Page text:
Hong Kong ranks 45th in an annual survey of the world’s most livable cities, 10 spots behind Singapore, according to the Global Liveability Ranking compiled by the Economist Intelligence Unit (EIU).
Hong Kong’s overall score remains unchanged for the third year at 88.8%. However, the city dropped two places from last year because of pollution and a “threat of civil unrest and conflict” after the Occupy movement in 2014.
Singapore scored 90.4%, leaping 11 places to 35th in the ranking, mainly attributed to educational achievements. It is the first time the Lion City has beaten its longtime rival Hong Kong for better living conditions. It is also Singapore’s highest ever position in the global ranking.
But the margin between the two cities is only 1.6 percentage points and both sit in the top tier of livability, survey editor Jon Copestake was quoted as saying in a press release.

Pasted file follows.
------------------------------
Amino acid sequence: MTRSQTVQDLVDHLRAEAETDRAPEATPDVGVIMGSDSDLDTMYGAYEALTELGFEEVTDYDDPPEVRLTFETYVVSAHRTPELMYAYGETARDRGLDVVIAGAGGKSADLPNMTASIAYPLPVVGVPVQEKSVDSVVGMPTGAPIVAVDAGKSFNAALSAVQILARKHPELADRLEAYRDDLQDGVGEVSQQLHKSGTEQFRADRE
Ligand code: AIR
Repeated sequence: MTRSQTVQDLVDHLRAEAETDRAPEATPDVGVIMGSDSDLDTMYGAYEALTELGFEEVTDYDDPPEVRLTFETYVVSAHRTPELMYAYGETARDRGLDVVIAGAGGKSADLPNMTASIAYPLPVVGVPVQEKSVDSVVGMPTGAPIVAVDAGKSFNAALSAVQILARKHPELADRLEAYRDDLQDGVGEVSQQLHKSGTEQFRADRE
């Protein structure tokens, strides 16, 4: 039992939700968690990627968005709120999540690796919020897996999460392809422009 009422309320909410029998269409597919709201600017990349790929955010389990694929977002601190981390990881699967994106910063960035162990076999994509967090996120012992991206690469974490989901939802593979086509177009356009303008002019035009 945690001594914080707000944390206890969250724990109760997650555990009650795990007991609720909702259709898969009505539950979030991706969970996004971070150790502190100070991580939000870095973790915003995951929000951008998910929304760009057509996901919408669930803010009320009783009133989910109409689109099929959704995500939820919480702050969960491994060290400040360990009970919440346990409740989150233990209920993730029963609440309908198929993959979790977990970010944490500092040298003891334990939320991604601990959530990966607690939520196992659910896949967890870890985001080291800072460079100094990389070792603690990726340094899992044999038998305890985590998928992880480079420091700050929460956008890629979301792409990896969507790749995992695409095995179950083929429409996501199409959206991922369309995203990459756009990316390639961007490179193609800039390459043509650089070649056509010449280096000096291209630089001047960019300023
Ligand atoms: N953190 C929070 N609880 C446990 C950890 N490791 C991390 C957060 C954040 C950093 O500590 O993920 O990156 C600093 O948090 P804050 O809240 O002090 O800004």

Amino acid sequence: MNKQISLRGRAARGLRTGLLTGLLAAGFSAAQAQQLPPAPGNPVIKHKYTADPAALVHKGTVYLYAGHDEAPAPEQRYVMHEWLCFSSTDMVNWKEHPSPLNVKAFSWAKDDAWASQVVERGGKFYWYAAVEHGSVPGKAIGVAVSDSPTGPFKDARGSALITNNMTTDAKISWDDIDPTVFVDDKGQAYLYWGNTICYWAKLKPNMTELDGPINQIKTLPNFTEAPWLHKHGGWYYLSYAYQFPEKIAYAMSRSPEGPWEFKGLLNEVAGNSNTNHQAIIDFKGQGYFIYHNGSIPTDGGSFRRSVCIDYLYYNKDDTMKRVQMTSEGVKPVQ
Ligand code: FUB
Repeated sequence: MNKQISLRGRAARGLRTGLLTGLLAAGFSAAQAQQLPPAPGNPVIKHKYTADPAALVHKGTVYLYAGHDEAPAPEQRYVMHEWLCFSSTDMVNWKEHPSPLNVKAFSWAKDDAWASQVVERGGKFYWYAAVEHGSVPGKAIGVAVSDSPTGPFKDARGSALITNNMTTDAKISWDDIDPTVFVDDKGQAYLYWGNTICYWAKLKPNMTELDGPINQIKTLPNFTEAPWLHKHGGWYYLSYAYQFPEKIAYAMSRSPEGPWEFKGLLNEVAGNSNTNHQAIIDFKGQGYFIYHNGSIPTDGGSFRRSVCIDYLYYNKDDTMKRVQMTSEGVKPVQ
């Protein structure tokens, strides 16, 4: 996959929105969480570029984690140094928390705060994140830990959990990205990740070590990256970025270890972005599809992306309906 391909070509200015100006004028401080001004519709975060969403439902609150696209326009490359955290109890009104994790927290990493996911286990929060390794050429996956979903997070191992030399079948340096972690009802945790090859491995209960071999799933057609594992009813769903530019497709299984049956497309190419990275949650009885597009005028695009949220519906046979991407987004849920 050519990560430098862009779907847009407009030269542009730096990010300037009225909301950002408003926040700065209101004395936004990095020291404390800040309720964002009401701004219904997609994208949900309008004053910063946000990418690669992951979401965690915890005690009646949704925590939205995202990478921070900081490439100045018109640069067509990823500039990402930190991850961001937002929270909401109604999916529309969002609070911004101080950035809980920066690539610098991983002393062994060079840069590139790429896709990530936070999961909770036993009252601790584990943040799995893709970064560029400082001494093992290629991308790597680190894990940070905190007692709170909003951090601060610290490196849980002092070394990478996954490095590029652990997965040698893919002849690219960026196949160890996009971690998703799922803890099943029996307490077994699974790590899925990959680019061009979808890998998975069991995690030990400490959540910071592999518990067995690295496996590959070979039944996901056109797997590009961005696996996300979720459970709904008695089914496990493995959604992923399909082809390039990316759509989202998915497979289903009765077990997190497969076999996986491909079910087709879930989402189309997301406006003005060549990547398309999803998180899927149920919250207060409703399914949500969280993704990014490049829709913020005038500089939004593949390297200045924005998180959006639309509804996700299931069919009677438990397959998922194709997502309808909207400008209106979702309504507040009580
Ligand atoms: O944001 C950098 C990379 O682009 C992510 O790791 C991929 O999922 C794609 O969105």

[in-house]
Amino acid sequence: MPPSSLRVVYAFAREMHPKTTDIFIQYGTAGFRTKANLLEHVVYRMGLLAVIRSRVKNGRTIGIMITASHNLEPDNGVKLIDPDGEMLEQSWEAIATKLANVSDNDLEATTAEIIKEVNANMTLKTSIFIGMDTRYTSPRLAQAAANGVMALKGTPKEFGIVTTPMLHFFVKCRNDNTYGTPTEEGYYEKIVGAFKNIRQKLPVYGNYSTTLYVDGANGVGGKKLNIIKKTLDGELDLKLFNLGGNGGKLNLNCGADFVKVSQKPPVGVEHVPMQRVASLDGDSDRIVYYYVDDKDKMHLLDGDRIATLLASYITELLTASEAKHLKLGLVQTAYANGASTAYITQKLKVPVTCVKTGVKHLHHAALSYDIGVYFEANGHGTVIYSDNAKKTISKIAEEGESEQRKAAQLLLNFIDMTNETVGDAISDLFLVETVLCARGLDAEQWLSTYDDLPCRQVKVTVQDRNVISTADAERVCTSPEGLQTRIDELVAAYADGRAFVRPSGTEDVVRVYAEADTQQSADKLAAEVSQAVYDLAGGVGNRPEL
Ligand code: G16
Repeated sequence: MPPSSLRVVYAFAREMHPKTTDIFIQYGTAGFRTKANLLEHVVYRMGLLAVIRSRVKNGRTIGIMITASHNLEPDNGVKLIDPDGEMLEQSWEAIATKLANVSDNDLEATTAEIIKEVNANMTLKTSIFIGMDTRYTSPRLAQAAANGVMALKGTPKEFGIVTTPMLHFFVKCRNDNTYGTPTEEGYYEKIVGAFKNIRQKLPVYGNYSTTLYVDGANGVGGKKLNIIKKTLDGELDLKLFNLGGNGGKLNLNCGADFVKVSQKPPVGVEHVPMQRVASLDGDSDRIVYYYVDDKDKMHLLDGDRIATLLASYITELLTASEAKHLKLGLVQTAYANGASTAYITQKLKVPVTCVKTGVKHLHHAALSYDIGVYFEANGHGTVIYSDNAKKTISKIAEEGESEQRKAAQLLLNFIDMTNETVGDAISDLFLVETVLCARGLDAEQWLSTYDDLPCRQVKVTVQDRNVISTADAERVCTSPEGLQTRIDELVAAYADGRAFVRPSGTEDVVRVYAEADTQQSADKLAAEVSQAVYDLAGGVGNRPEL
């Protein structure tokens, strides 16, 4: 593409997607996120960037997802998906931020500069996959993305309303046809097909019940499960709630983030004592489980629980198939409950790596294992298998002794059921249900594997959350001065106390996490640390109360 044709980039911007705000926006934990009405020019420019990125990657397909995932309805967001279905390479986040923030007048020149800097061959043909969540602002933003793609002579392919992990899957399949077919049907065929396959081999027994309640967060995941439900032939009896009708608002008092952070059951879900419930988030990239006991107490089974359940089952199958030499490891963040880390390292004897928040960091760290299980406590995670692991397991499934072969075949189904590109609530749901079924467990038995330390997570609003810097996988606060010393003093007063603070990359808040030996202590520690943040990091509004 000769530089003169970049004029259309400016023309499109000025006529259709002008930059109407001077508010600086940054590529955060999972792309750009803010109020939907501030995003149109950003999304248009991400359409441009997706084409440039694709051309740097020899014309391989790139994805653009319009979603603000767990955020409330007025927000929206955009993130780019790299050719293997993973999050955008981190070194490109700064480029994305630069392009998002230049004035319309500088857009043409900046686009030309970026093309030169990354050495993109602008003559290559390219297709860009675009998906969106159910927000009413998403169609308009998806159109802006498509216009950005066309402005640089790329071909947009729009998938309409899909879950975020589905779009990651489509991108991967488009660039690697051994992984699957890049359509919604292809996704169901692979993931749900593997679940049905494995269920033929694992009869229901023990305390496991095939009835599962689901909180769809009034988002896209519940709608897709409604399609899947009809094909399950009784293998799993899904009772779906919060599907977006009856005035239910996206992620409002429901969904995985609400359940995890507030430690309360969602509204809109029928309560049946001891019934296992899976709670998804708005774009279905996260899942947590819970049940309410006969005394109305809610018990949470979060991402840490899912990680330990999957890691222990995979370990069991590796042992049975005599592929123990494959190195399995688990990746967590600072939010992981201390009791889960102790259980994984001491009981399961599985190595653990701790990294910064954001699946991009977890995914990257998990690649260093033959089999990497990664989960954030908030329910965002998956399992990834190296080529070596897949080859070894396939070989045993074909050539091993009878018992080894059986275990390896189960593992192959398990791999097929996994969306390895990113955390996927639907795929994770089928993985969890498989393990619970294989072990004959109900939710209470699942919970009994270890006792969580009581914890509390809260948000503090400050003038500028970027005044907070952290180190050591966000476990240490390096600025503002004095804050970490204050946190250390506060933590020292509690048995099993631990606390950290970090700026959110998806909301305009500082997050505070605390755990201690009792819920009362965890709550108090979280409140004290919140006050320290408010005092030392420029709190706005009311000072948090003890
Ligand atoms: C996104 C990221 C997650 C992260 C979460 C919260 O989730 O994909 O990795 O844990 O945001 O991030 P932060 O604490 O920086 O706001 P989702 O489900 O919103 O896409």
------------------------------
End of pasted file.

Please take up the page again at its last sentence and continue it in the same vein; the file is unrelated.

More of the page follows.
“Singapore’s jump up the rankings can be attributed to consistent and impressive improvements in educational attainment, which has delivered a perfect score for education and pushed the overall score for the city-state above 90% for the first time since the survey began,” Copestake said.
Globally, the Australian city of Melbourne was ranked as the world’s most livable for the seventh consecutive year, followed by Vienna in Austria.
The Canadian cities of Vancouver, Toronto and Calgary were in the third through fifth positions.
The EIU’s Liveability Ranking is based on factors such as safety, healthcare, educational resources, infrastructure and the environment, with scores calculated for 140 cities around the world.